The passenger pigeon named Martha was kept in a Cincinnati zoo.  This September 1 marks 100 years since her lonely death as the last of her kind.  I attended a forum reflecting on Martha and other extinctions at the Chicago Botanic Garden.  One speaker I wanted to hear was Robin Kimmerer, a Potawatomi woman and Distinguished Professor of Environmental Biology, SUNY.  I also wanted to get her new book, an Orion award finalist.  She is  an expert on moss, among other things.  The heart of her talk was what she called the Honorable Harvest, principles by which we can interact sustainably with the world.  She called these ancient tenets “rules for those of us who can’t photosynthesize,” because really, when you think about it, all life relies on the sun and we rely on those forms of life that can harness solar energy and pass it on to us as food.  Let us not take them for granted.  And let us not take more than our share or, like the passenger pigeon, they will be no more.

Here are some wild harvest guidelines I gathered from Dr. Kimmerer’s talk.  She also has a chapter in Braiding Sweetgrass on “The Honorable Harvest” in which she says that these things are not usually written down but “reinforced in small acts of daily life” and apply to all “the gifts of Mother Earth–air, water, and the literal body of the earth: the rocks and soil and fossil fuels.”  These “small acts” can be practiced every day in some form or another.

1.  Never take the first one you see.  How do you know it’s not the last one?

2. Introduce yourself.  Approach the fungi or roots or whatever you’re gathering and tell them your intent.  Ask permission to take them.

3. Listen for their answer.   There are ways to communicate and receive an answer.  If you are quiet enough, you can hear (or feel) it.

4. Respect the answer.  If permitted to harvest, take only what is needed.

5. Minimize harm.  Be careful how you harvest and how you move around the area.

6. Use everything you take.  “Do eat food that is honorably harvested, and celebrate every mouthful,” Kimmerer writes.

7. Be grateful.  “The practice of gratitude is a radical act,” Dr. Kimmerer said.  It is humbling and it is part of reciprocity, giving back.

8. Share what you’ve taken.

Similarly, Anishinabeg (Ojibway) elder, Anne Dunn, let me know that wild rice is harvested with gratitude and “cherished as a gift from Great Spirit” and will “flourish and feed many generations of countless people” as long as it is treated with appreciation and respect.  The Haudenosaunee (Iroquois) gave an address in 1977 in Geneva, Switzerland, “A Basic Call to Consciousness,” noting, “The Western culture has been horribly exploitative and destructive of the Natural World.  Over 140 species of birds and animals were utterly destroyed since the European arrival in the Americas… The air is foul, the waters poisoned, the trees dying, the animals are disappearing.  We think even the systems of weather are changing.  Our ancient teachings warned us that if Man interfered with the Natural laws, these things would come to be.  When the last of the Natural Way of Life is gone, all hope for human survival will be gone with it.”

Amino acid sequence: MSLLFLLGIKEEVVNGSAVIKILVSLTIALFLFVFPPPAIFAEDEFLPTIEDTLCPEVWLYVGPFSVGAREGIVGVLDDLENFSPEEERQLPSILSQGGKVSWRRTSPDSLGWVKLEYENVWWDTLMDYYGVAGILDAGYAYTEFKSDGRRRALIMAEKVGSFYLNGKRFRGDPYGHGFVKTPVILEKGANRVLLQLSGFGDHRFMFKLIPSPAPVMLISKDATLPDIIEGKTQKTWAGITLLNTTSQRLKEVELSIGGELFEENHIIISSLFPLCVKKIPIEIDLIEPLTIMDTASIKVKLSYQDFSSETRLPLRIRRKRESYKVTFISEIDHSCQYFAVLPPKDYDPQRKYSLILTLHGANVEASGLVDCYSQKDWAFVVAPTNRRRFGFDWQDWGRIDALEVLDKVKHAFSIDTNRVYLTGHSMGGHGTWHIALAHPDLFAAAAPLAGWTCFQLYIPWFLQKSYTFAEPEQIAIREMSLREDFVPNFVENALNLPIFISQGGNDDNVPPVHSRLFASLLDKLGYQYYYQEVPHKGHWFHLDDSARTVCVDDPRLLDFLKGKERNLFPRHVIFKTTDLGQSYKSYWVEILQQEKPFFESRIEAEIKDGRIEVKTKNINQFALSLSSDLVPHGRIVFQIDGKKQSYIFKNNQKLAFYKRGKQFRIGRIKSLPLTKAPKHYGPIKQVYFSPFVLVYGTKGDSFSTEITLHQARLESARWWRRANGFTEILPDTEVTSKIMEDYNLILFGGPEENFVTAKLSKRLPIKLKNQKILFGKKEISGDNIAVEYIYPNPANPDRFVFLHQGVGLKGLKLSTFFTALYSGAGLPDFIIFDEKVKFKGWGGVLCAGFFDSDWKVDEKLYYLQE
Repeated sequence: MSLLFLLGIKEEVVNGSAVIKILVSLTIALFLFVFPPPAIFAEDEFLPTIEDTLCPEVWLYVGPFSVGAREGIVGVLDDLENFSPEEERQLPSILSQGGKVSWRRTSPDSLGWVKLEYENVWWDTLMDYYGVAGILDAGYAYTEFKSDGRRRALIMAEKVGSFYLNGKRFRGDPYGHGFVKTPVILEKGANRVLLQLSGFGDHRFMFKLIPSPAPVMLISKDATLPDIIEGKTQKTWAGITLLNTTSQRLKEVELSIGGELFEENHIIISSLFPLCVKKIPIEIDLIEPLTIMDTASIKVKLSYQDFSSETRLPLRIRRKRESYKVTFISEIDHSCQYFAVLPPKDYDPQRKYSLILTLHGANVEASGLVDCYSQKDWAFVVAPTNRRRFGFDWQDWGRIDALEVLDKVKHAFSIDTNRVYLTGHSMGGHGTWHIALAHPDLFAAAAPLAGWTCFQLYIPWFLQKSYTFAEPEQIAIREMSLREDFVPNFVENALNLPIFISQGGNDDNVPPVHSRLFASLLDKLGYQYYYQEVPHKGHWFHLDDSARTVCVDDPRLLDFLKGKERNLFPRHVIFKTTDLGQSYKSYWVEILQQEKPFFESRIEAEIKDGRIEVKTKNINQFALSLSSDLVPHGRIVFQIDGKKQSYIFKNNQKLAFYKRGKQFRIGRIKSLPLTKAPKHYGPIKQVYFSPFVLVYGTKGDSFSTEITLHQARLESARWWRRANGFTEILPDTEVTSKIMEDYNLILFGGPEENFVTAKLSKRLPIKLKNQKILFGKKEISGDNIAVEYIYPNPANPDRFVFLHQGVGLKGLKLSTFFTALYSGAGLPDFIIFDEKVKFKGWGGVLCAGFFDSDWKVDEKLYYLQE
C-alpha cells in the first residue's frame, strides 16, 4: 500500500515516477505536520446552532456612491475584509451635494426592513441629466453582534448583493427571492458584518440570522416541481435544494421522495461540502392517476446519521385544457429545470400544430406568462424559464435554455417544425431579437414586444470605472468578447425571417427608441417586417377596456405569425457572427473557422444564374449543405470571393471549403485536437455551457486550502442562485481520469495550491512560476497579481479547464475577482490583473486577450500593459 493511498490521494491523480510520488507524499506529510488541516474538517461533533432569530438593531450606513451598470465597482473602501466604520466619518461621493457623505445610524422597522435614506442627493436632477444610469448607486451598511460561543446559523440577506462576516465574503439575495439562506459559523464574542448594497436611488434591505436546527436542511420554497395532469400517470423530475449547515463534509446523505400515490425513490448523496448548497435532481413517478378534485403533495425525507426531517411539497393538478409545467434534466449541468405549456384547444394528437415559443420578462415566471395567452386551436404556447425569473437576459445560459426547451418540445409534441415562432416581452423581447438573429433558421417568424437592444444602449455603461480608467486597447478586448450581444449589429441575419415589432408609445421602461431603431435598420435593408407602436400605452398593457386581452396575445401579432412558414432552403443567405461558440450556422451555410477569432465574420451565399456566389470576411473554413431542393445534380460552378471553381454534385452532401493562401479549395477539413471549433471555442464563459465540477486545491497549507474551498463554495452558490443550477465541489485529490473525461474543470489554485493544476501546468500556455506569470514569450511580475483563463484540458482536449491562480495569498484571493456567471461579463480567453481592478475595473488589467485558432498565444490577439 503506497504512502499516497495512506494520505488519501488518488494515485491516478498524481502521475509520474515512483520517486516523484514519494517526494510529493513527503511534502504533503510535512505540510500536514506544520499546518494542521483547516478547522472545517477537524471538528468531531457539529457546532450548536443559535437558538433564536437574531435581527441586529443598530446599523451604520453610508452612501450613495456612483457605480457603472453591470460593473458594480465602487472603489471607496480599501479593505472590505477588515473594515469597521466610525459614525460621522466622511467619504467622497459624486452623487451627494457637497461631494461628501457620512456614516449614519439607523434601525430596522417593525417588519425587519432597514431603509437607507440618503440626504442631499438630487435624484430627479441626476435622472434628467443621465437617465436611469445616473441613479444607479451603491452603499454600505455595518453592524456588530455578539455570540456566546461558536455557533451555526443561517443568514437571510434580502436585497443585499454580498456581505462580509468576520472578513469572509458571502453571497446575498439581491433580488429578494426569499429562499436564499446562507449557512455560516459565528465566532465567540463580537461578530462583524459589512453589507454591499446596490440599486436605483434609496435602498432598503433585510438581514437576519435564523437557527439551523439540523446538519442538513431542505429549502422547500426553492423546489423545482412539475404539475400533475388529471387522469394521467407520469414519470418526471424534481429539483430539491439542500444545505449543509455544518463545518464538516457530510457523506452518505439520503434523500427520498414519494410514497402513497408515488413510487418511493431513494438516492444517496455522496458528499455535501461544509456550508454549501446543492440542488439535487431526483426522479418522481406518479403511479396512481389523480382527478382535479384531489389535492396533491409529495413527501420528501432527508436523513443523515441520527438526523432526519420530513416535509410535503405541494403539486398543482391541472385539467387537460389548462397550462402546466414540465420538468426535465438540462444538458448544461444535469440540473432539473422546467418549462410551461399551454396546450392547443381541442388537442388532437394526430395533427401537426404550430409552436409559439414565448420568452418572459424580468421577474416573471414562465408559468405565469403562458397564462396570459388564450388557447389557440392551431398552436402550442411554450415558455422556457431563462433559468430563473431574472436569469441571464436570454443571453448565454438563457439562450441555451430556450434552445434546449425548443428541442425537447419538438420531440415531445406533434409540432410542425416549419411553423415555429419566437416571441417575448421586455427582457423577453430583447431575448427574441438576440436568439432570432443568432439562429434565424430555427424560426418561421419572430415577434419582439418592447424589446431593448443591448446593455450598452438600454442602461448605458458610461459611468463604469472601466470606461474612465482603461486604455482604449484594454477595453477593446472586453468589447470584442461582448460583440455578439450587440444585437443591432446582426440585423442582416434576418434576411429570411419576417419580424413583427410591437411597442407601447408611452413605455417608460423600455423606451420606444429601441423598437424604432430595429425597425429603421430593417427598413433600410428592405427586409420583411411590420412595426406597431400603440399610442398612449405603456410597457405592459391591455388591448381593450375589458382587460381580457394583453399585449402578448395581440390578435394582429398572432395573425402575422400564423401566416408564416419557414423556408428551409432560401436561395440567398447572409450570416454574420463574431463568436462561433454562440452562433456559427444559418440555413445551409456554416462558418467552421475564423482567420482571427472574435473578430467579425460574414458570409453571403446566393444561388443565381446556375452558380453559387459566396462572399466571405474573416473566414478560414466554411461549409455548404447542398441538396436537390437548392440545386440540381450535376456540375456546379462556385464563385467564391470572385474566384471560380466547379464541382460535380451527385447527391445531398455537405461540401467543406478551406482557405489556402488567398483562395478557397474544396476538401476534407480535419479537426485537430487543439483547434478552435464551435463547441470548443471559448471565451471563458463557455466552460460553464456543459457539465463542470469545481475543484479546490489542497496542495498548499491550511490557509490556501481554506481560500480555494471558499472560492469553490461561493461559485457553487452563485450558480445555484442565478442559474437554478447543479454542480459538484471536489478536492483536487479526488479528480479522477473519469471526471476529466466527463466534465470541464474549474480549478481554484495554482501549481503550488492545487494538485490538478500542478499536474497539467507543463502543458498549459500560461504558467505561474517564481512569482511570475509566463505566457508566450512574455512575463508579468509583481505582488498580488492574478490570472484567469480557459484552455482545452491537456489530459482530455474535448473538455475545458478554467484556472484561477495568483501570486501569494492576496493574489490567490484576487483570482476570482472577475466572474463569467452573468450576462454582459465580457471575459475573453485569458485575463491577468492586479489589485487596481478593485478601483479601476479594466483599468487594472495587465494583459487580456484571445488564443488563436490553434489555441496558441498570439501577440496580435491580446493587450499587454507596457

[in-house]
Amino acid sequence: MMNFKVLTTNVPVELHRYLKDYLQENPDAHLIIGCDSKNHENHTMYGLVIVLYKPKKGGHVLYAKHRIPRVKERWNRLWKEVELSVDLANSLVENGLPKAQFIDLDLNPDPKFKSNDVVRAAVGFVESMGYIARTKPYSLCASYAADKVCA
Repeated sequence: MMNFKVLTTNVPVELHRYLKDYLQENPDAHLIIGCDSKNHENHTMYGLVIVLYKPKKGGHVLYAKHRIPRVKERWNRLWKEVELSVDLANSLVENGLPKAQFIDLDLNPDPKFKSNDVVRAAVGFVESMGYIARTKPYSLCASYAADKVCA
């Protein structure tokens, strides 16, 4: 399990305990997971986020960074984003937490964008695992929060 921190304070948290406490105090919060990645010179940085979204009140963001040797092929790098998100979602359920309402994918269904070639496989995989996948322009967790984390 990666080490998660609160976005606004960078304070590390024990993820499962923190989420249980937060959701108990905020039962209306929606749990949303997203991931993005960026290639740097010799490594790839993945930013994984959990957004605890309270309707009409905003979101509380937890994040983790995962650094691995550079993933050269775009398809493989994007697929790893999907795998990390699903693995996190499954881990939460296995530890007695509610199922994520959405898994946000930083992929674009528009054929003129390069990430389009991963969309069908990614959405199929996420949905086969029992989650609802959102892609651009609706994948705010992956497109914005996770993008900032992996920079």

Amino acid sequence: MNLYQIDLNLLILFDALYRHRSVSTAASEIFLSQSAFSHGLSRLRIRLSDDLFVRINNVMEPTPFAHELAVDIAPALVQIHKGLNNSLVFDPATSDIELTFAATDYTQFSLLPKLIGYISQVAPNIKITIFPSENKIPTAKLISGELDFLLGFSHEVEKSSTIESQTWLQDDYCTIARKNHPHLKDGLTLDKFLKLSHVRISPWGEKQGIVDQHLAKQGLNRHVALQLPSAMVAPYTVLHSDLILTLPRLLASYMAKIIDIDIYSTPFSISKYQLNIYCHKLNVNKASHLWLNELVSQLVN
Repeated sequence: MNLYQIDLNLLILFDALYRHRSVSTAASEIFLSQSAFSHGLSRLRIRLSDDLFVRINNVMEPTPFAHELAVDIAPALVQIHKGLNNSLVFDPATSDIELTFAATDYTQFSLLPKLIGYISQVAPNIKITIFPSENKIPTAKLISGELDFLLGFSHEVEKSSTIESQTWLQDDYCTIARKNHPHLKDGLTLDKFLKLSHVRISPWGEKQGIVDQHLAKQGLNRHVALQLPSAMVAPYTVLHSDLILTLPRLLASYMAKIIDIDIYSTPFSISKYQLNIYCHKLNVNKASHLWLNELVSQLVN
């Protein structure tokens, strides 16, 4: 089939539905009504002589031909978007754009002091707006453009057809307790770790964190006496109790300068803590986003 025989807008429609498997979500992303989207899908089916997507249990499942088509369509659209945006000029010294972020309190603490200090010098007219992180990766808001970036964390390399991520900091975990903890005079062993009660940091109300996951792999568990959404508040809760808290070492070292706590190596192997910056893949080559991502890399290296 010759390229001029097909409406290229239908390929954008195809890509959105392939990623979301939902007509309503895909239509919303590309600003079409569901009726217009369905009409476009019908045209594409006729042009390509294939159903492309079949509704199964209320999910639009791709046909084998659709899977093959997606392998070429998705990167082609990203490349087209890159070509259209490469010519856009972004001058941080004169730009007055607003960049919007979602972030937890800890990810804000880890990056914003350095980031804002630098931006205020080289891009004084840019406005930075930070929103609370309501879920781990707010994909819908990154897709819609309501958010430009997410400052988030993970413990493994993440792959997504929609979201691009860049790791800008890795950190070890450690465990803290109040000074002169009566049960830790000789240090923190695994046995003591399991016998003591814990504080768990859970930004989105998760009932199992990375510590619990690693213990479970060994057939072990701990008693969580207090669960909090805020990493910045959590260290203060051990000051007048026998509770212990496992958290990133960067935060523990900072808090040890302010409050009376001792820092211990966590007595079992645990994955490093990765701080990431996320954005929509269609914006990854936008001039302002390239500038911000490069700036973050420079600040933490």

Robin Kimmerer said at the May 2 Nature and Ethics forum, “It is not land which is broken but our relationship to land.”  She said we are in the time of the seventh fire, at a fork in the road.  Honoring our plant and animal relatives, “we can light the eighth fire of kinship” and heal some of what we have broken.

Robin Wall Kimmerer, Chicago Botanic Garden

Robin Wall Kimmerer, Chicago Botanic Garden

Have a healthy harvest and enjoy!

Vehicle of Gratitude

We get a free paper in our rural mailbox in Wisconsin.  I like to read about upcoming Amish auctions and fundraiser bratfests (for enjoying bratwurst sausages, not naughty children).  I also read the classifieds, which is kind of a sociological experience and is sometimes quite poignant.

The September 8 edition tells me that Sherm’s Piggly Wiggly is looking for a part-time meat cutter and that there is a “Milking position in a double 10 parlor.” There are roosters, dogs, and fishing equipment to buy and houses to rent.  “FOR RENT: Renovated church converted to 3 bedroom, 1.5 bath home.  Vaulted ceilings.”   I guess they would be vaulted, ay?

It’s the letters of thanks that make me realize that we all need ways to show our appreciation.  A farmer writes, “I would like to thank our daughter for milking the cows Sunday, August 9 so we could go to the state fair.”  Lorraine writes to thank the fire and police departments “who helped me through a critical time of my life.  I will never forget your thoughtfulness.”  There seem to be messages for the saints in every issue.  August 25 has an anonymous writer declaring “Thank you Jesus, Mary, Joseph, St. Jude, and St. Anthony for prayers answered.”

So they read that paper,too?  Good to know.  And good to know that an attitude of gratitude still lives in the heartland.  It could also be called an ALTitude of gratitude, because it elevates your life condition when you give thanks, don’t you think?  It gets you out of the valley and onto the top of the hill where you get a perspective on where you’ve been–and how many have helped along the way.